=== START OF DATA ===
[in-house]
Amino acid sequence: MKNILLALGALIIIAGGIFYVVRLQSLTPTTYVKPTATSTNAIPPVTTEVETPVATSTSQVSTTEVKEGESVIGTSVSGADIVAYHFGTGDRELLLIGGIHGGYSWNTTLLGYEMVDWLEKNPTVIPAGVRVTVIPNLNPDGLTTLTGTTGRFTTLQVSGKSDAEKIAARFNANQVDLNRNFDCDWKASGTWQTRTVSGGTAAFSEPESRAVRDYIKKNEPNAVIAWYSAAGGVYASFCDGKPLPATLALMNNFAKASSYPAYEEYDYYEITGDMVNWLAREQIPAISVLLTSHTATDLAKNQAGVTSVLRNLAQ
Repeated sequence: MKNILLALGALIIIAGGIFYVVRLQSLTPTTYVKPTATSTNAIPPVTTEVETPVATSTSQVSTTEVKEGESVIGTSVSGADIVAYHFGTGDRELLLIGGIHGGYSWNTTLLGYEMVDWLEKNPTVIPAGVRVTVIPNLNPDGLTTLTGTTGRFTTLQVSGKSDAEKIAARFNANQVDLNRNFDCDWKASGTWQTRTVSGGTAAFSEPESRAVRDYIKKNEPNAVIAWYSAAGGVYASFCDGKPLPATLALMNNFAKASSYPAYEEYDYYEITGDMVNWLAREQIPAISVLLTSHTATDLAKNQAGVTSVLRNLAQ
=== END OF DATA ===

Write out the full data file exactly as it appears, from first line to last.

[in-house]
Amino acid sequence: MKNILLALGALIIIAGGIFYVVRLQSLTPTTYVKPTATSTNAIPPVTTEVETPVATSTSQVSTTEVKEGESVIGTSVSGADIVAYHFGTGDRELLLIGGIHGGYSWNTTLLGYEMVDWLEKNPTVIPAGVRVTVIPNLNPDGLTTLTGTTGRFTTLQVSGKSDAEKIAARFNANQVDLNRNFDCDWKASGTWQTRTVSGGTAAFSEPESRAVRDYIKKNEPNAVIAWYSAAGGVYASFCDGKPLPATLALMNNFAKASSYPAYEEYDYYEITGDMVNWLAREQIPAISVLLTSHTATDLAKNQAGVTSVLRNLAQ
Repeated sequence: MKNILLALGALIIIAGGIFYVVRLQSLTPTTYVKPTATSTNAIPPVTTEVETPVATSTSQVSTTEVKEGESVIGTSVSGADIVAYHFGTGDRELLLIGGIHGGYSWNTTLLGYEMVDWLEKNPTVIPAGVRVTVIPNLNPDGLTTLTGTTGRFTTLQVSGKSDAEKIAARFNANQVDLNRNFDCDWKASGTWQTRTVSGGTAAFSEPESRAVRDYIKKNEPNAVIAWYSAAGGVYASFCDGKPLPATLALMNNFAKASSYPAYEEYDYYEITGDMVNWLAREQIPAISVLLTSHTATDLAKNQAGVTSVLRNLAQ